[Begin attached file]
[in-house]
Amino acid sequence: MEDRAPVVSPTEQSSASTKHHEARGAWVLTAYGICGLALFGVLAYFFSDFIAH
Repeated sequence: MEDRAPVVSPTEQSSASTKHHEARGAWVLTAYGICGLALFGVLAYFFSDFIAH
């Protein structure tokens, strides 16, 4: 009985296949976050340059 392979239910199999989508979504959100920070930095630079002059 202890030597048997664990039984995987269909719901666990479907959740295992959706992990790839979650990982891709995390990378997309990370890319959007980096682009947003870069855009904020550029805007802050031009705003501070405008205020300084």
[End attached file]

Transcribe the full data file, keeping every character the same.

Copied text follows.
[in-house]
Amino acid sequence: MEDRAPVVSPTEQSSASTKHHEARGAWVLTAYGICGLALFGVLAYFFSDFIAH
Repeated sequence: MEDRAPVVSPTEQSSASTKHHEARGAWVLTAYGICGLALFGVLAYFFSDFIAH
């Protein structure tokens, strides 16, 4: 009985296949976050340059 392979239910199999989508979504959100920070930095630079002059 202890030597048997664990039984995987269909719901666990479907959740295992959706992990790839979650990982891709995390990378997309990370890319959007980096682009947003870069855009904020550029805007802050031009705003501070405008205020300084």